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Bank Of Indonesia Issues Warning To Tourists Over Bali Money Changers

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The Bank of Indonesia has issued formal advice for tourists in Bali while an investigation is underway. The Bank of Indonesia is working with the Bali Provincial government to stamp out illegal money changers across the island.

In recent months the Bank of Indonesia and the Bali Civil Service, along with community governments, have been working together to crack down on money changers in the Kuta, Legian, and Seminyak areas who are operating outside of the law.

Many outlets in Kuta have already been closed down due to having insufficient permits. Others were temporarily closed down until they could get their paperwork up to scratch. One Kuta outlet was formally closed by the Bali Civil Service and reopened just days after, breaking the conditions of the business closure. The Kuta Traditional Village government has proceeded with legal action over the matter in a bid to ensure that Kuta remains and safe and desirable destination for millions of tourists every year. 

A representative for the Bank of Indonesia, Trisno Nugroho, told local reporters that tourists should not be tempted by the high rates offered by illegitimate money changers. He explained that tourists must check that the changing outlet has sufficient permits and licenses before they proceed with a transaction.

These licenses should be easily visible in money changing outlet that is operating legally, Nugroho said ‘Tourists must transact in a money changer…We [create] licenses so we can avoid the risk of fraud and crime, avoid the potential for getting counterfeit or damaged money, and our rights as consumers are protected by law’. 

Nugroho explained that licensed money changers can be identified by the presence of a sign titled ‘Authorized Money Changer’ and the formal name of the business, accompanied by logos and certificates issued by the Bank of Indonesia. On the logos and branding, there should be a QR Code that when opened shows the information of the business and proof of licenses. 

The Bank of Indonesia and the Bali Provincial Government have launched an app and website in partnership with the Bali Foreign Exchange Trader Affiliate, to create an online platform for tourists to access information about where to find license money changers and more.

The website is in its Beta phase but it is hoped that the site can help tourists exchange money safely and promote the good business practice. According to the website, the page’s purpose is to ‘provide guidance to locate authorized money changer nearby in Bali…facilitates online order from an authorized money changer in Bali’. The website is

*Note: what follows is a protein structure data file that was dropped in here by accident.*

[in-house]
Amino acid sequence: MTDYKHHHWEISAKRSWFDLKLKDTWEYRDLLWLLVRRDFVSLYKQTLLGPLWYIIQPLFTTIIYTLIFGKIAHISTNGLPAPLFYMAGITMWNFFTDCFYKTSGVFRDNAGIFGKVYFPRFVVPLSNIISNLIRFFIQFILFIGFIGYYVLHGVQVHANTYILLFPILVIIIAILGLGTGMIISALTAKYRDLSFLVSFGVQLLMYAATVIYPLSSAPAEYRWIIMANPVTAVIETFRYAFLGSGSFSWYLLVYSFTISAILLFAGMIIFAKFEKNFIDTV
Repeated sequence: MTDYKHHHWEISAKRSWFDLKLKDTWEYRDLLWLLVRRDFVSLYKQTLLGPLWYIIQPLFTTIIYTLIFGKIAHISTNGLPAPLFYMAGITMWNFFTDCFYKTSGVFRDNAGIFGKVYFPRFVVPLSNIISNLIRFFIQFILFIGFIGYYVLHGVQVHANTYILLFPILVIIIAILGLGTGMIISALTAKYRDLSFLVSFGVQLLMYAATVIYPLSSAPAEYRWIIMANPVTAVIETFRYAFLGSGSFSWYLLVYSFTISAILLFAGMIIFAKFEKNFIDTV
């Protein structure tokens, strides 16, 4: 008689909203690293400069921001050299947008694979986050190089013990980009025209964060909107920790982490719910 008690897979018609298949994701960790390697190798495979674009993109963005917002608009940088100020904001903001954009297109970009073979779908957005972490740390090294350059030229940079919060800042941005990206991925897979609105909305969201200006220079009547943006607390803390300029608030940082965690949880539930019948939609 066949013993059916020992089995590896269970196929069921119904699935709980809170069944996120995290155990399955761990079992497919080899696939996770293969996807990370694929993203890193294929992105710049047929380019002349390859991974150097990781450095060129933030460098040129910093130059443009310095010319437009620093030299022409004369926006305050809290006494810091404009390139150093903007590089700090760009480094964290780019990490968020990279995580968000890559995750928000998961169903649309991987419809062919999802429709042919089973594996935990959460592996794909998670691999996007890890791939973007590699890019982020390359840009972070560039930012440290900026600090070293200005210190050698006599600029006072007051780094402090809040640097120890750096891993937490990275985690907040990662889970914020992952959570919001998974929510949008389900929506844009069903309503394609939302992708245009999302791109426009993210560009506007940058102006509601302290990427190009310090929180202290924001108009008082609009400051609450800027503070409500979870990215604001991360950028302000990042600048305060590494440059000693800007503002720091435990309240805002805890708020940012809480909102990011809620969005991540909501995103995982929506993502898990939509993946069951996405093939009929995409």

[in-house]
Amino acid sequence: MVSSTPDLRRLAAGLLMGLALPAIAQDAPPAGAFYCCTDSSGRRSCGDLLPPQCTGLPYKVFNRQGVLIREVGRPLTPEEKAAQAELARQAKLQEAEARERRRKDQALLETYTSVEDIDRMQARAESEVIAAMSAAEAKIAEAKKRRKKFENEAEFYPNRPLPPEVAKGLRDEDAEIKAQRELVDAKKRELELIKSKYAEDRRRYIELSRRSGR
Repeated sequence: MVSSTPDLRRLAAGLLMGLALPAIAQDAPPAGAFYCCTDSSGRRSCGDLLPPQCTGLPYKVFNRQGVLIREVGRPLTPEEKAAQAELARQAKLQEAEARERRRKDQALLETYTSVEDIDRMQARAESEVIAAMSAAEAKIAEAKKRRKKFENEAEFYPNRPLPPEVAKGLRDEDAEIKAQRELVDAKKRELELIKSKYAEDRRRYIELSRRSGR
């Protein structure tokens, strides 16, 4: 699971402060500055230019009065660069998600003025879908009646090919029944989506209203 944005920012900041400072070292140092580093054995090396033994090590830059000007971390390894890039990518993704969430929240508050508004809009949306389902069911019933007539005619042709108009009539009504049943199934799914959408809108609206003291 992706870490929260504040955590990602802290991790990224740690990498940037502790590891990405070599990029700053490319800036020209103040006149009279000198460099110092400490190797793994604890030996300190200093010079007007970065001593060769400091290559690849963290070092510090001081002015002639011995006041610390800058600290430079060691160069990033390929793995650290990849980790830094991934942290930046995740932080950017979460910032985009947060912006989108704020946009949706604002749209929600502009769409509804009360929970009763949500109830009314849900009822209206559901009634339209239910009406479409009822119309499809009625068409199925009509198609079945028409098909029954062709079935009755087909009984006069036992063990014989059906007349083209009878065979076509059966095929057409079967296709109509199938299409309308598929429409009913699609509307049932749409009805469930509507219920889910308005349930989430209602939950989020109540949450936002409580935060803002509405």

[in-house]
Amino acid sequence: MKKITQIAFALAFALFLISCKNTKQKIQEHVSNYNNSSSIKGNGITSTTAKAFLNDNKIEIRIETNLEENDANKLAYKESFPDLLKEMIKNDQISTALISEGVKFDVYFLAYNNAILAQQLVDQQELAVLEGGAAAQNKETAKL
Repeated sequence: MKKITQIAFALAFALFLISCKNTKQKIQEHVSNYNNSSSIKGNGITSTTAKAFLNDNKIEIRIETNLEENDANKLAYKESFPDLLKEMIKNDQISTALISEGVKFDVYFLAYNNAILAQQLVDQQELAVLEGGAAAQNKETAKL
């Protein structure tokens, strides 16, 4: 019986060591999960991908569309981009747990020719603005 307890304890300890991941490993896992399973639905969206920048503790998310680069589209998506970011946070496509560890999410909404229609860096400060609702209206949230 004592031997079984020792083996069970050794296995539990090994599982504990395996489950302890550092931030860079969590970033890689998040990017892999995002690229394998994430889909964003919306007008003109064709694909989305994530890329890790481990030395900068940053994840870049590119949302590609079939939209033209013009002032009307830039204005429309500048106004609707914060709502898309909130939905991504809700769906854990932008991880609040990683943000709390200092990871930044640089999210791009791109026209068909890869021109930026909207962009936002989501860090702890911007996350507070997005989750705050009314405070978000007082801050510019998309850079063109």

Nugroho told the local press that the launch of the site is a huge step forward. He said ‘This can be one of the means to inhibit or reduce the presence of unlicensed money changers that can harm foreign tourists and the public as well as potentially damage the image of Bali’s tourism’. 

The return of foreign tourists since borders reopened in February 2022 and therefore a comparative increase in money being exchanged has highlighted the long-standing issues in the money exchange infrastructure in Bali

Ahead of the G20 Summit in November, Bali authorities are working around the clock to ensure that policies are being adhered to and businesses are operating within the law. During the pandemic, many businesses let their licenses and paperwork slip, as the island is fully reopened again it is time to ensure that everything is running above board, especially with the critical eye of the world’s media and government delegations soon to be descending on the Island of the Gods. 

There are now 250 licensed money-changing outlets in Bali, compared to just 136 that were able to remain operational in 2021. According to Nugroho IDR 405.6 billion was exchanged in money changers throughout Bali in May 2022, with figures for June and July set to be released and expected to be even greater.

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Sunday 21st of August 2022

If it's the typical scammer that makes some notes disappear by slight of hand, would you expect them not to make a fake "authorized" sign? I mean, even a QR code is very easy to copy by just taking a photo of a nearby authorized business, and given the poor signage (as in house numbers etc) on Bali people could easily confuse them.

Stephen Coleman

Saturday 20th of August 2022

Do these have there Q R code displayed when you walk in there shop

J West

Saturday 20th of August 2022

These ‘money changer frauds’ line the streets in open daylight. Are you telling me the licenses can’t be checked daily by by-law enforcement officers hand out parking tickets? The illegal shops ripping off tourists are operating because authorities allow them to be. Either ‘someone’ is turning a blind eye, or orders are coming from the top to rake in as much foreign currency as possible, you decide. In Thailand it’s called ‘Tea Money’ and widely recognized as unstoppable corruption.


Sunday 21st of August 2022

@J West, not wrong brother....not wrong.

Karen North

Saturday 20th of August 2022

If the business doesn't have glass doors and air-conditioning, then walk away.


Sunday 21st of August 2022

@Karen North, and not having some sort of counting machine looking like it's from WW1